It is no coincidence that the recent boom in commodities prices beginning in early in 2002 followed China’s accession to the World Trade Organization in late 2001. China quickly assumed the role as the world’s major manufacturing center and became a huge source of global demand for primary commodities. With surging demand for commodities coming from China, commodity-exporting countries reaped in massive benefits and commodity producers, believing China’s robust growth would continue indefinitely, invested in projects to increase their commodity export capacity.

But in recent years, as that new capacity has become available, China has begun to slow, creating a potent mix of abundant supply and weakening demand in commodity markets. In 2011, commodity prices started to fall and they have now reached their lowest levels since the 2008 global financial crisis. While the decline in commodity prices hurts net commodity-exporting countries, it does provide some relief to net commodity-importing countries. Below is a sample of winners and losers amongst some major global economies. (To read more, see: An Overview of Commodities Trading).

The Losers


Brazil's top exports, as of 2013, were iron, soybeans, crude petroleum, and raw sugar. During the commodities boom, Brazil became a major destination for capital investment. But that boom has busted, and money is drying up, putting downward pressure on the country’s currency, which is serving to fuel inflation. Despite growing at a pace of 7.6% in 2010, Brazil grew at a pace of just 0.1% last year.


Between 2010 and 2013, Canada’s net exports of primary commodities were 6.0% of GDP. In 2013, crude petroleum made up 18.3%, while refined petroleum made up 4.2%, of the country’s total exports.

The surge in commodities prices beginning in the early 2000’s saw an oil boom in the province of Alberta. The boom then had positive spill-over effects in the rest of the economy. But, the recent downturn in oil prices over the past year has weakened the currency to its lowest level in 11 years. (To read more, see: Commodity Prices and Currency Movements).


Russia’s net exports of primary commodities between 2010 and 2013 comprised 17.4% of its GDP. Russia’s major exports include refined petroleum, petroleum gas, coal briquettes, and raw aluminum. Most significantly, crude petroleum represented 35.2% of total exports in 2013.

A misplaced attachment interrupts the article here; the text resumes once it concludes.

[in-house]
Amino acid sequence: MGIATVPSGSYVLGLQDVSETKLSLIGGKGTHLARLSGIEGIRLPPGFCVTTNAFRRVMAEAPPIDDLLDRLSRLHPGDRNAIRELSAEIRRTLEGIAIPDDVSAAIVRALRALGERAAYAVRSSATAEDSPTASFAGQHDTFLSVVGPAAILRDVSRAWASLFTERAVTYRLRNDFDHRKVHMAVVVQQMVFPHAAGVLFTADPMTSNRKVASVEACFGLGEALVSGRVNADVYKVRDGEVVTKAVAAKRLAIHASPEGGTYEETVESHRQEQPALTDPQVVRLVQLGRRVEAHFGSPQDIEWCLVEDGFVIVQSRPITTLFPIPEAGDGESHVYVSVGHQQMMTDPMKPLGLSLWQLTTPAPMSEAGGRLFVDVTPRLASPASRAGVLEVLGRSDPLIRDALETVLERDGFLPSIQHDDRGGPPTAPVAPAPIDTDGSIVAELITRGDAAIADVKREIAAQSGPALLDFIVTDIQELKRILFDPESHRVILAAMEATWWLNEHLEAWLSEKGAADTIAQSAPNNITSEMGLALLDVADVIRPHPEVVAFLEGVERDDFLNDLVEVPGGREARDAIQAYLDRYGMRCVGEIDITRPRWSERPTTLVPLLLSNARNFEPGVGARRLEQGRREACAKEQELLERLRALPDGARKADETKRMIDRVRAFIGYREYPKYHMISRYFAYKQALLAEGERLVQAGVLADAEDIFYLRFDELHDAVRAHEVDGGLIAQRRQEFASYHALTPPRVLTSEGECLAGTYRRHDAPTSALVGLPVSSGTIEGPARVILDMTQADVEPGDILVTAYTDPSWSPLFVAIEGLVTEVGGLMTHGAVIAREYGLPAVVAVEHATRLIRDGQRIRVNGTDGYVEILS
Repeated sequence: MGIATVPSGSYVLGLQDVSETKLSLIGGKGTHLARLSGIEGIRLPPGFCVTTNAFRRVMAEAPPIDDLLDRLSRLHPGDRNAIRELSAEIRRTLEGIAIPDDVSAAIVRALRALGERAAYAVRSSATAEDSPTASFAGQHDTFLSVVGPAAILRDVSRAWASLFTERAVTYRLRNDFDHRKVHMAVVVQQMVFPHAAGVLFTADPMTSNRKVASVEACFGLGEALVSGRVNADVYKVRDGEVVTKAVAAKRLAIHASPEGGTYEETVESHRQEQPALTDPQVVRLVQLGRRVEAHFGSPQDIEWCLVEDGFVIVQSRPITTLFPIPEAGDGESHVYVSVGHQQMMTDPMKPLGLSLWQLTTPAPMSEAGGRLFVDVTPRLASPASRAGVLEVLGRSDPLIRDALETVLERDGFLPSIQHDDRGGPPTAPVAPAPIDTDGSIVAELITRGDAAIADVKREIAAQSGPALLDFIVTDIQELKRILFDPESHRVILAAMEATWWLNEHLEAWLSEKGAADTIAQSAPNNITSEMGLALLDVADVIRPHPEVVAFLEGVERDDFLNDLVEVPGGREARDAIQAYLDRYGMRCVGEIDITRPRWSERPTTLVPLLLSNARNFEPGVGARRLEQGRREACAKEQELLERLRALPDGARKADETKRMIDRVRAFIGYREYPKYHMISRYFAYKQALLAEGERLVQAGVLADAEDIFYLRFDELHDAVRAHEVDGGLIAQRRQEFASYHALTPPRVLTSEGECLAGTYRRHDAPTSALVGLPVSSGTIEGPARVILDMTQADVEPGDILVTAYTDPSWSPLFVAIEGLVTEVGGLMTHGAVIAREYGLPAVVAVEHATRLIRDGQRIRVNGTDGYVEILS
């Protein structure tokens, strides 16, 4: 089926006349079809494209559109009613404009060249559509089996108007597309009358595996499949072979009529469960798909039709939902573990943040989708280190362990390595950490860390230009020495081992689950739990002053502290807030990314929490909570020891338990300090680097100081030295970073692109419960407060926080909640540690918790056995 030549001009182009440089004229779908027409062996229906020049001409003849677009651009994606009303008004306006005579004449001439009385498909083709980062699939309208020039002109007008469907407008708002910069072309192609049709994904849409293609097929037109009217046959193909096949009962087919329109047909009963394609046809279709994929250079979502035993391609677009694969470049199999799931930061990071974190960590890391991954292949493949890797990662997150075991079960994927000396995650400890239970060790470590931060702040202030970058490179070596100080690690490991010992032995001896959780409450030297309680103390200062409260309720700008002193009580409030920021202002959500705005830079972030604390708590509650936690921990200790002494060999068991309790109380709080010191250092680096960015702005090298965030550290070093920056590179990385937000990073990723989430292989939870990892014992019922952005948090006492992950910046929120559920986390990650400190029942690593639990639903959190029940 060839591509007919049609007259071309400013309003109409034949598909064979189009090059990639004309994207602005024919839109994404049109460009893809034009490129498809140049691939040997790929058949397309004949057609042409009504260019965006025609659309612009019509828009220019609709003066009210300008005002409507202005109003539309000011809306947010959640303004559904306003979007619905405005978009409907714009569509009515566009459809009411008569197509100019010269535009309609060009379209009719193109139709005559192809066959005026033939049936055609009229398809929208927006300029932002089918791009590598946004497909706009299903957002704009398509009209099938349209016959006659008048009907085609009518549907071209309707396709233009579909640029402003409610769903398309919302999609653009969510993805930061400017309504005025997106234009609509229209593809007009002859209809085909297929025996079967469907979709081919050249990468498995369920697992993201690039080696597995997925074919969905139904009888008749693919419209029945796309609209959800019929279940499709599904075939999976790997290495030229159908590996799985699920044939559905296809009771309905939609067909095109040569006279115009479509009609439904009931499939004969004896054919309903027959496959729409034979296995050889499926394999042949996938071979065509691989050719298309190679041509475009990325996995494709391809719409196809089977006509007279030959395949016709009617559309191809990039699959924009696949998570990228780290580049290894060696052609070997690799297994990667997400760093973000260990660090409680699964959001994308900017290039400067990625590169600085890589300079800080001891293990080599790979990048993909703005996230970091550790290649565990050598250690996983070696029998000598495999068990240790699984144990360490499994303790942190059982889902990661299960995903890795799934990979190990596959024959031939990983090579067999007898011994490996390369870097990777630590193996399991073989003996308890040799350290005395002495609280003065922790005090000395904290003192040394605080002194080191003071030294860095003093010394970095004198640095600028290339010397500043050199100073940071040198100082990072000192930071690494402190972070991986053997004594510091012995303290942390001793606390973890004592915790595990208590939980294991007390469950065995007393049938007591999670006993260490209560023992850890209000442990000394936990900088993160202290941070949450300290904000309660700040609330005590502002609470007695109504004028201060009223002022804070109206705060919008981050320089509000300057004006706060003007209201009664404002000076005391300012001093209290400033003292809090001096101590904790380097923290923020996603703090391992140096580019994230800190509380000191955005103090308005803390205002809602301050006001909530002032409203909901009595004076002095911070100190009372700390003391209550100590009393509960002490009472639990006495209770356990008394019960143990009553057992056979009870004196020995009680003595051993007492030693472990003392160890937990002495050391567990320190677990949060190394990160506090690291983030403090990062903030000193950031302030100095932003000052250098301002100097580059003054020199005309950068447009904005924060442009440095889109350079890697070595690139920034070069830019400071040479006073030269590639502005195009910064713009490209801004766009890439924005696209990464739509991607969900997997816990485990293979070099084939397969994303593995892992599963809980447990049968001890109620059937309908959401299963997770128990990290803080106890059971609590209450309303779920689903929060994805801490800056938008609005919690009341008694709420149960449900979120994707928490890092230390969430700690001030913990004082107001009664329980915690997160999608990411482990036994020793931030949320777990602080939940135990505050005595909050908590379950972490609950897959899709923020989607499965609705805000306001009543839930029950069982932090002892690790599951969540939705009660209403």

The commodity price rout, like in Brazil, is serving to weaken Russia’s currency, causing rising inflation. Moreover, low commodity prices have put strains on the government's budget, which relies on oil and gas for almost half of its budget revenues. The country’s woes are exacerbated by economic sanctions over the Ukraine crisis. The economy grew just 0.6% last year and had recently been enduring its first recession in six years.


The United States 

From 2010 to 2013, the U.S. was a net importer of primary commodities. Despite exporting $101 billion worth of refined petroleum in 2013, the U.S. imported $76.3 billion worth of refined petroleum and $259 billion worth of crude petroleum, making it a net beneficiary of falling oil prices.

While some U.S. commodity producers will feel the pinch of lower prices, consumers and producers that use commodities as inputs will benefit. While oil has been a major input, its importance is waning as net oil imports comprise only about 20% of total consumption this year, which would be the lowest proportion since 1968.


Between 2010 and 2013 India was a net commodity importer at an average of 5.4% of GDP. Three of the countries top imports include crude petroleum, gold, and coal briquettes. Together, crude petroleum and gold comprised just over 40% of India’s total imports in 2013.

Cheaper oil has brought down India’s energy prices helping to bring inflation down from over 10% in 2013 to 6.5% last year. The fall in commodity prices will also help to reduce the country's  budget and current account deficits.


China’s net imports of primary commodities between 2010 and 2013 were 6.7% of GDP. Some of its top imports include crude petroleum, iron ore, and gold.

China’s slowing economy, which has been targeted as a major reason for the recent commodity price rout, is likely to benefit from the fallen prices. As the world’s second-largest net importer of oil, for each $1 decline in oil prices China saves about $2.1 billion annually, according to data from 2013. Perhaps the prices will help boost consumer spending, helping the country make the transition to consumer-led growth.

The Bottom Line

While weaker demand from China has sent commodity prices tumbling downward, the effects are not all bad. Net exporters of commodities will be hurt the most by decreases in revenue, but net importers of commodities will benefit from cheaper goods.